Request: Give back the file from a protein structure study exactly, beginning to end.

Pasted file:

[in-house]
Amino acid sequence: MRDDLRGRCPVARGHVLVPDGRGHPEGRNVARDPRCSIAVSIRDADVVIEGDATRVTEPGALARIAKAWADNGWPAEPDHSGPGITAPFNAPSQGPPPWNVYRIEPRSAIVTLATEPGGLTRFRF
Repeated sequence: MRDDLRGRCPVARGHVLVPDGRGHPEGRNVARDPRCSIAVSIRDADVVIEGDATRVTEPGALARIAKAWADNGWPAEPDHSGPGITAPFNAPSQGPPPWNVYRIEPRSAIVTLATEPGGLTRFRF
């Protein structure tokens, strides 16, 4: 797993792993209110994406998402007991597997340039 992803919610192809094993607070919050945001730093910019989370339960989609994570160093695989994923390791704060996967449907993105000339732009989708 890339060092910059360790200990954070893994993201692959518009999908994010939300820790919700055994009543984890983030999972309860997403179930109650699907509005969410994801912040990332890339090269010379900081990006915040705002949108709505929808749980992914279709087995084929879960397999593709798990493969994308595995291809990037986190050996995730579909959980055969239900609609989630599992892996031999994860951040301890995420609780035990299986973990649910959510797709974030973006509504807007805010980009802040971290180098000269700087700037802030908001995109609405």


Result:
[in-house]
Amino acid sequence: MRDDLRGRCPVARGHVLVPDGRGHPEGRNVARDPRCSIAVSIRDADVVIEGDATRVTEPGALARIAKAWADNGWPAEPDHSGPGITAPFNAPSQGPPPWNVYRIEPRSAIVTLATEPGGLTRFRF
Repeated sequence: MRDDLRGRCPVARGHVLVPDGRGHPEGRNVARDPRCSIAVSIRDADVVIEGDATRVTEPGALARIAKAWADNGWPAEPDHSGPGITAPFNAPSQGPPPWNVYRIEPRSAIVTLATEPGGLTRFRF
């Protein structure tokens, strides 16, 4: 797993792993209110994406998402007991597997340039 992803919610192809094993607070919050945001730093910019989370339960989609994570160093695989994923390791704060996967449907993105000339732009989708 890339060092910059360790200990954070893994993201692959518009999908994010939300820790919700055994009543984890983030999972309860997403179930109650699907509005969410994801912040990332890339090269010379900081990006915040705002949108709505929808749980992914279709087995084929879960397999593709798990493969994308595995291809990037986190050996995730579909959980055969239900609609989630599992892996031999994860951040301890995420609780035990299986973990649910959510797709974030973006509504807007805010980009802040971290180098000269700087700037802030908001995109609405």